Garment Workers Urge Shoppers to Boycott Gap

Garment workers from Indonesia are appealing to consumers in the United States to boycott Gap products to protest labor conditions at factories in Southeast Asia, Africa and Latin America.

Alleging many of the Gap-contracted factories sweatshops, the workers said conditions were inhumane.

"We are treated like animals," Sudaryanti, a 23-year-old garment worker from a Gap factory in Indonesia, said Wednesday through an interpreter. "We are abused if we do not work the way the supervisor wants."

Sudaryanti, who like many Indonesians uses only one name, was in the United States with several other Indonesian workers to raise awareness of poor labor conditions in factories used by San Francisco-based Gap Inc.

In a new 24-page study on working conditions in Gap factories, the Union of Needletrades, Industrial and Textile Employees, known as UNITE, accused the Gap of poor health and safety conditions in factories contracted by the multibillion dollar company.

While the Gap does pay minimum wage in most of the countries where it hires factories, it is still hard for most workers to make ends meet, said Ginny Coughlin, the director of UNITE's Global Justice for Garment Workers Campaign. Some workers in the company's Lesotho factories, for example, earn about 30 cents an hour.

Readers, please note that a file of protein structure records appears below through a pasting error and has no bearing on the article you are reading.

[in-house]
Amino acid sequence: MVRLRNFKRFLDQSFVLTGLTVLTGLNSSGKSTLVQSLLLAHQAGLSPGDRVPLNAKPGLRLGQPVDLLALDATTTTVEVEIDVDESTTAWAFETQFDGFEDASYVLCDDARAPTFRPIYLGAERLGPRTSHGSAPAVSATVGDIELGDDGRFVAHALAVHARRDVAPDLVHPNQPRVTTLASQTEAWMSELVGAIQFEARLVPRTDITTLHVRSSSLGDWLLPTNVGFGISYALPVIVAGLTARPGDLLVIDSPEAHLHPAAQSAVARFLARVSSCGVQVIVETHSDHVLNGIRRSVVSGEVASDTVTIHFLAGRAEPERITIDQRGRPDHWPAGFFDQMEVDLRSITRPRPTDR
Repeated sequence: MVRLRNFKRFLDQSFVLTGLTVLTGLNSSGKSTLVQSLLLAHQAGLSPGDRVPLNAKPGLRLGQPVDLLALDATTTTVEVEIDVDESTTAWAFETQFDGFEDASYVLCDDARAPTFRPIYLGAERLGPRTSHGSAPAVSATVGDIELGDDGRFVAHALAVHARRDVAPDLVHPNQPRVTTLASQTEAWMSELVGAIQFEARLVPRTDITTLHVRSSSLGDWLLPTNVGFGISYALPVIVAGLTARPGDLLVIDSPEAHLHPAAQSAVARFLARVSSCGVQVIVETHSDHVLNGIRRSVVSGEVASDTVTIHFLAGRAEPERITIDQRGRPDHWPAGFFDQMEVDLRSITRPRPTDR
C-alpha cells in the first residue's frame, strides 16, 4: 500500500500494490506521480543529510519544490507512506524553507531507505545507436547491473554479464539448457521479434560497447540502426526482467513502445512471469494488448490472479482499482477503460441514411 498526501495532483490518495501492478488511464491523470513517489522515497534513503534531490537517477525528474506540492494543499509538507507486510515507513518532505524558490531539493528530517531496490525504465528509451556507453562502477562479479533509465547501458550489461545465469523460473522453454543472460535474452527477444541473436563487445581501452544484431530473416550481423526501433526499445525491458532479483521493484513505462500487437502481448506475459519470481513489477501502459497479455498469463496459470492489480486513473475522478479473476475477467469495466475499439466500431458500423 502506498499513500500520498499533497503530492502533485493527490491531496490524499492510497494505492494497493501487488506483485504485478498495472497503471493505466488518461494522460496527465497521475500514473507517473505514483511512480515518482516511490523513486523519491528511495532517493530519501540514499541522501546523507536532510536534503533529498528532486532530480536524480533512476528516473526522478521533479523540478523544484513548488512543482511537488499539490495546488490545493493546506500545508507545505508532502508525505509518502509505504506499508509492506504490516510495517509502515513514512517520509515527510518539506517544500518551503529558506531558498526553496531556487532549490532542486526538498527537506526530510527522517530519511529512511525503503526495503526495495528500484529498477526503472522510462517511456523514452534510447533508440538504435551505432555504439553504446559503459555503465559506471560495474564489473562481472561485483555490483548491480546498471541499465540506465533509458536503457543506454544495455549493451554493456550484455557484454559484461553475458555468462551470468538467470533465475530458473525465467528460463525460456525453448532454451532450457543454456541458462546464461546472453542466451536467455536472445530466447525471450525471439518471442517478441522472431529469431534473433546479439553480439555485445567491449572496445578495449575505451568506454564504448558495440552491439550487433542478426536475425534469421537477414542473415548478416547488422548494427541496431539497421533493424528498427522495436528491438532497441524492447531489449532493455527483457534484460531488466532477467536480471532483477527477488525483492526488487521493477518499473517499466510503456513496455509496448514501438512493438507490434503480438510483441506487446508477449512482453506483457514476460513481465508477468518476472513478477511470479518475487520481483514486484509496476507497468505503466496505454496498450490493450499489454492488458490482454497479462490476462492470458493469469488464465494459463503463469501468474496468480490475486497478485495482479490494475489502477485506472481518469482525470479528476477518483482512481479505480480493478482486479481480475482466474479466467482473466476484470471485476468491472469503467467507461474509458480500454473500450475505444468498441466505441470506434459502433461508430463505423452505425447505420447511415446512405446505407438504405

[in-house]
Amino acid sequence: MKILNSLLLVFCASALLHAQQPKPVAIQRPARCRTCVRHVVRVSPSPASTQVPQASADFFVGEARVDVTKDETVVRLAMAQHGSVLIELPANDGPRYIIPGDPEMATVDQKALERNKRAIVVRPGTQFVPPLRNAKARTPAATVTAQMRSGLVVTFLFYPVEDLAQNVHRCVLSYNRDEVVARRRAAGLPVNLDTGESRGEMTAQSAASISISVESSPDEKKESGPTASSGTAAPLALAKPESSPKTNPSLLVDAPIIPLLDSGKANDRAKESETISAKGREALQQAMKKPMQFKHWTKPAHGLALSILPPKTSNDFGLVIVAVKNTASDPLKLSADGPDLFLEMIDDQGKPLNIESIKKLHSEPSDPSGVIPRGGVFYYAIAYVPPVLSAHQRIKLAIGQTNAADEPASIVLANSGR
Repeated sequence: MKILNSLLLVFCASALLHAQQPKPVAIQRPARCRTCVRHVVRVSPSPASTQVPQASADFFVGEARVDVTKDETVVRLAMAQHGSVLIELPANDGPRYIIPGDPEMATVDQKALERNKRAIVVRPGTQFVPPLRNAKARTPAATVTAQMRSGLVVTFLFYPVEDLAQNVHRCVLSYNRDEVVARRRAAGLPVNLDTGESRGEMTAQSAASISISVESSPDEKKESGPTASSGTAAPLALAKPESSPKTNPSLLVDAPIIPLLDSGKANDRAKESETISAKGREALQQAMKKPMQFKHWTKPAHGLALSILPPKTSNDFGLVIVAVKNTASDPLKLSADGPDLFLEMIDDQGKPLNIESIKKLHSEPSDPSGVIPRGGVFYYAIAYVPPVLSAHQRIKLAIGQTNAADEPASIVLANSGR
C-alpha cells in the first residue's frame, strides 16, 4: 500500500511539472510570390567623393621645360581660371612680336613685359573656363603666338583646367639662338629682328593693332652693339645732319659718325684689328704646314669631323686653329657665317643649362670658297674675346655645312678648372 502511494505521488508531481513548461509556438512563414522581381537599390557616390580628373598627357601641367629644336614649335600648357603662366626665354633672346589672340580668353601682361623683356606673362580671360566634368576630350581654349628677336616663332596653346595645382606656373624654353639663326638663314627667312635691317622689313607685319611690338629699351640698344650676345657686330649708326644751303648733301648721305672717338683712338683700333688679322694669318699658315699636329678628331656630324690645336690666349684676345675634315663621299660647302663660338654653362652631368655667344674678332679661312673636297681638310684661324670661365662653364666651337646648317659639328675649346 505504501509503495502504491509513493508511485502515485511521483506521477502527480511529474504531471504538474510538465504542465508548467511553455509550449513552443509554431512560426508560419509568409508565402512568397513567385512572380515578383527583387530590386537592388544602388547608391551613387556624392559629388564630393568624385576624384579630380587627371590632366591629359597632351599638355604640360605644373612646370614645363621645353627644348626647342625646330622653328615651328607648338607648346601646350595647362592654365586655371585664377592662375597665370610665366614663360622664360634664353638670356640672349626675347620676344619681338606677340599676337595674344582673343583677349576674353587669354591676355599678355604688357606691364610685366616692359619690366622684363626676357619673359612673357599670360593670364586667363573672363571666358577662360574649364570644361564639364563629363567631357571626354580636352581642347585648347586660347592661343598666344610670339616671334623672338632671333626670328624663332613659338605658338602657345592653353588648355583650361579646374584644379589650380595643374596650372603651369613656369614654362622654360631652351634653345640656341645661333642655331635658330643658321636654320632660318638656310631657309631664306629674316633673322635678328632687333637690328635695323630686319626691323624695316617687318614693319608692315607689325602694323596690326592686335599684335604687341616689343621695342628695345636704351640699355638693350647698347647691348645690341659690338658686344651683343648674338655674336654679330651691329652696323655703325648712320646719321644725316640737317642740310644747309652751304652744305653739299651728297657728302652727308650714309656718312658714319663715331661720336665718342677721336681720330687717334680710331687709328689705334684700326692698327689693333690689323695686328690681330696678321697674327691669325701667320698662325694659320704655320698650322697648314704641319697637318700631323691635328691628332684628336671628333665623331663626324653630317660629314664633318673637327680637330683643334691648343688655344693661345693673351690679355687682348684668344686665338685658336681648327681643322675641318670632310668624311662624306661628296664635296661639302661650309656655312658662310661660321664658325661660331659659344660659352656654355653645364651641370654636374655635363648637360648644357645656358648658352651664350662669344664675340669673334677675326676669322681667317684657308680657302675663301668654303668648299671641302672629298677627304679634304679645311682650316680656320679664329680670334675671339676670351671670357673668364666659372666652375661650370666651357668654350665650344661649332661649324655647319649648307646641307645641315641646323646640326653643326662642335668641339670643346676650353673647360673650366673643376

The report also alleged union busting activities by management, and, in some instances, corporal punishment to force laborers to meet quotas.

A spokeswoman for the Gap said the factories were not owned by the Gap, but were independently contracted by the Gap and other companies.

"We share the concerns and are aware of these conditions," said Stacy MacLean. "We're doing more than most people and are committed to work on it through the long term."

UNITE's study cited alleged abuses at Gap factories in Cambodia, Lesotho, Indonesia, Bangladesh, El Salvador and Mexico.